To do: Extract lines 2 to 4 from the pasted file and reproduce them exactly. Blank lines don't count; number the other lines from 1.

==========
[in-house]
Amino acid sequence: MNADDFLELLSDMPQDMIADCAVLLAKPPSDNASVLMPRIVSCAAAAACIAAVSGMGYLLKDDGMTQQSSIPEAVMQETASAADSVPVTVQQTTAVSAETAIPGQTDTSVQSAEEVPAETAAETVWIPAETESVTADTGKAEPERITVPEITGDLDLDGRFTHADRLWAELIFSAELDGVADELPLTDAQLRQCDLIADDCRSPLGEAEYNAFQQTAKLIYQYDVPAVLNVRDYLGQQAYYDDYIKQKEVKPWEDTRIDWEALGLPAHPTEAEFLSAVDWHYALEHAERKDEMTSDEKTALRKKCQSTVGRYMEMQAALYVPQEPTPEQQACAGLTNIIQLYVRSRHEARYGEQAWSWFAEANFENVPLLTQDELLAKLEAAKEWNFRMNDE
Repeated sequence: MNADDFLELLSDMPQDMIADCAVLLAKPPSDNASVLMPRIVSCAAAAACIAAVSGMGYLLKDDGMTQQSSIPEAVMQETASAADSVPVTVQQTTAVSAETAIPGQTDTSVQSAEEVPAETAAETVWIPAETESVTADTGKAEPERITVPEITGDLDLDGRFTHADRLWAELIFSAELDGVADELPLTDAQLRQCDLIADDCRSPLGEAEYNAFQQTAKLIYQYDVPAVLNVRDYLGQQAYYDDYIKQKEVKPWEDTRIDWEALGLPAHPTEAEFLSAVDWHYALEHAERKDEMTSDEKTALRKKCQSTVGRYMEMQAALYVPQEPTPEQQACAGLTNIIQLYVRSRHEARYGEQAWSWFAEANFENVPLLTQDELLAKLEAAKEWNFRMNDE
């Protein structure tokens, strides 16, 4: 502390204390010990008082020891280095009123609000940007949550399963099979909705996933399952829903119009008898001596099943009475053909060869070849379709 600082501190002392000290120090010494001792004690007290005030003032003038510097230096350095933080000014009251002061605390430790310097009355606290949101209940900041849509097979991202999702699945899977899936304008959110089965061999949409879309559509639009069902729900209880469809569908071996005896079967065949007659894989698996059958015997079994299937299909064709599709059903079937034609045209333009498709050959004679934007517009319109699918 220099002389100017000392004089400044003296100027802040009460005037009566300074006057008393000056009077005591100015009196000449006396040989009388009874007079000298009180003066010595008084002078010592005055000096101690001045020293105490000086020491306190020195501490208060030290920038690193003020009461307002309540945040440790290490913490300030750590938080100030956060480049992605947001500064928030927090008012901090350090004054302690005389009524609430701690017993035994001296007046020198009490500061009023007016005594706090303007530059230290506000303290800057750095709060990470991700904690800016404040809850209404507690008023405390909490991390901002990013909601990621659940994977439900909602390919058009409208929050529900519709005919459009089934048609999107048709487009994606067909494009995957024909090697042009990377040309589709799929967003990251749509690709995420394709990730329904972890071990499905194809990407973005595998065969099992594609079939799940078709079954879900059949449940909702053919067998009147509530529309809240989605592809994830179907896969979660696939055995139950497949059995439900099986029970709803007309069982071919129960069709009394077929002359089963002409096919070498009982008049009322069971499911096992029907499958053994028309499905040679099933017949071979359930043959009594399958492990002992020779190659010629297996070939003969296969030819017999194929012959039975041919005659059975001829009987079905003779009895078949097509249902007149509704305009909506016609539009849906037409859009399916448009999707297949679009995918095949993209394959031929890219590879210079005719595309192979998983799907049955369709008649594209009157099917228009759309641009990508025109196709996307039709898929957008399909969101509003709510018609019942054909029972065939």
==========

Amino acid sequence: MNADDFLELLSDMPQDMIADCAVLLAKPPSDNASVLMPRIVSCAAAAACIAAVSGMGYLLKDDGMTQQSSIPEAVMQETASAADSVPVTVQQTTAVSAETAIPGQTDTSVQSAEEVPAETAAETVWIPAETESVTADTGKAEPERITVPEITGDLDLDGRFTHADRLWAELIFSAELDGVADELPLTDAQLRQCDLIADDCRSPLGEAEYNAFQQTAKLIYQYDVPAVLNVRDYLGQQAYYDDYIKQKEVKPWEDTRIDWEALGLPAHPTEAEFLSAVDWHYALEHAERKDEMTSDEKTALRKKCQSTVGRYMEMQAALYVPQEPTPEQQACAGLTNIIQLYVRSRHEARYGEQAWSWFAEANFENVPLLTQDELLAKLEAAKEWNFRMNDE
Repeated sequence: MNADDFLELLSDMPQDMIADCAVLLAKPPSDNASVLMPRIVSCAAAAACIAAVSGMGYLLKDDGMTQQSSIPEAVMQETASAADSVPVTVQQTTAVSAETAIPGQTDTSVQSAEEVPAETAAETVWIPAETESVTADTGKAEPERITVPEITGDLDLDGRFTHADRLWAELIFSAELDGVADELPLTDAQLRQCDLIADDCRSPLGEAEYNAFQQTAKLIYQYDVPAVLNVRDYLGQQAYYDDYIKQKEVKPWEDTRIDWEALGLPAHPTEAEFLSAVDWHYALEHAERKDEMTSDEKTALRKKCQSTVGRYMEMQAALYVPQEPTPEQQACAGLTNIIQLYVRSRHEARYGEQAWSWFAEANFENVPLLTQDELLAKLEAAKEWNFRMNDE
């Protein structure tokens, strides 16, 4: 502390204390010990008082020891280095009123609000940007949550399963099979909705996933399952829903119009008898001596099943009475053909060869070849379709 600082501190002392000290120090010494001792004690007290005030003032003038510097230096350095933080000014009251002061605390430790310097009355606290949101209940900041849509097979991202999702699945899977899936304008959110089965061999949409879309559509639009069902729900209880469809569908071996005896079967065949007659894989698996059958015997079994299937299909064709599709059903079937034609045209333009498709050959004679934007517009319109699918 220099002389100017000392004089400044003296100027802040009460005037009566300074006057008393000056009077005591100015009196000449006396040989009388009874007079000298009180003066010595008084002078010592005055000096101690001045020293105490000086020491306190020195501490208060030290920038690193003020009461307002309540945040440790290490913490300030750590938080100030956060480049992605947001500064928030927090008012901090350090004054302690005389009524609430701690017993035994001296007046020198009490500061009023007016005594706090303007530059230290506000303290800057750095709060990470991700904690800016404040809850209404507690008023405390909490991390901002990013909601990621659940994977439900909602390919058009409208929050529900519709005919459009089934048609999107048709487009994606067909494009995957024909090697042009990377040309589709799929967003990251749509690709995420394709990730329904972890071990499905194809990407973005595998065969099992594609079939799940078709079954879900059949449940909702053919067998009147509530529309809240989605592809994830179907896969979660696939055995139950497949059995439900099986029970709803007309069982071919129960069709009394077929002359089963002409096919070498009982008049009322069971499911096992029907499958053994028309499905040679099933017949071979359930043959009594399958492990002992020779190659010629297996070939003969296969030819017999194929012959039975041919005659059975001829009987079905003779009895078949097509249902007149509704305009909506016609539009849906037409859009399916448009999707297949679009995918095949993209394959031929890219590879210079005719595309192979998983799907049955369709008649594209009157099917228009759309641009990508025109196709996307039709898929957008399909969101509003709510018609019942054909029972065939």